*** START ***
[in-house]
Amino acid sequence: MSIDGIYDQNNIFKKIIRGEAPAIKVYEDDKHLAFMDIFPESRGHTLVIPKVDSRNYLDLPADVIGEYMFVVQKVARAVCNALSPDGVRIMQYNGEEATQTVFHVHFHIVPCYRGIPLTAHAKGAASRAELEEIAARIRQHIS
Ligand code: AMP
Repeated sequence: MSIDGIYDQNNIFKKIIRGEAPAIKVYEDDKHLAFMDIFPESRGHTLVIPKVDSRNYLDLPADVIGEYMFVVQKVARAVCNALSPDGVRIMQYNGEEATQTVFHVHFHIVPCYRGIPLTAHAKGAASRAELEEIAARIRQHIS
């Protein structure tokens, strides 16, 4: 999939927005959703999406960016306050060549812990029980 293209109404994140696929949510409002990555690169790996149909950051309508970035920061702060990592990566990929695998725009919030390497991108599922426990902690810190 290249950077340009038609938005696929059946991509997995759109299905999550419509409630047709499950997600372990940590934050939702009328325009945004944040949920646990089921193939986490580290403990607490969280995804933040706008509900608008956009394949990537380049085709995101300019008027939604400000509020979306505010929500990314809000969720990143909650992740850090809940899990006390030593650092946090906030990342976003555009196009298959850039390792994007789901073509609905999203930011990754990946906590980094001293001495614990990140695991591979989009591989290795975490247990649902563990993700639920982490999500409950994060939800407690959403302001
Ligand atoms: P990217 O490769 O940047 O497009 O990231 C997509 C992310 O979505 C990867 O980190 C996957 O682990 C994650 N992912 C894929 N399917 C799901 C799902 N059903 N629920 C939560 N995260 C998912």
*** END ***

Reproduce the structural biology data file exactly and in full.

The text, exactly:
[in-house]
Amino acid sequence: MSIDGIYDQNNIFKKIIRGEAPAIKVYEDDKHLAFMDIFPESRGHTLVIPKVDSRNYLDLPADVIGEYMFVVQKVARAVCNALSPDGVRIMQYNGEEATQTVFHVHFHIVPCYRGIPLTAHAKGAASRAELEEIAARIRQHIS
Ligand code: AMP
Repeated sequence: MSIDGIYDQNNIFKKIIRGEAPAIKVYEDDKHLAFMDIFPESRGHTLVIPKVDSRNYLDLPADVIGEYMFVVQKVARAVCNALSPDGVRIMQYNGEEATQTVFHVHFHIVPCYRGIPLTAHAKGAASRAELEEIAARIRQHIS
């Protein structure tokens, strides 16, 4: 999939927005959703999406960016306050060549812990029980 293209109404994140696929949510409002990555690169790996149909950051309508970035920061702060990592990566990929695998725009919030390497991108599922426990902690810190 290249950077340009038609938005696929059946991509997995759109299905999550419509409630047709499950997600372990940590934050939702009328325009945004944040949920646990089921193939986490580290403990607490969280995804933040706008509900608008956009394949990537380049085709995101300019008027939604400000509020979306505010929500990314809000969720990143909650992740850090809940899990006390030593650092946090906030990342976003555009196009298959850039390792994007789901073509609905999203930011990754990946906590980094001293001495614990990140695991591979989009591989290795975490247990649902563990993700639920982490999500409950994060939800407690959403302001
Ligand atoms: P990217 O490769 O940047 O497009 O990231 C997509 C992310 O979505 C990867 O980190 C996957 O682990 C994650 N992912 C894929 N399917 C799901 C799902 N059903 N629920 C939560 N995260 C998912």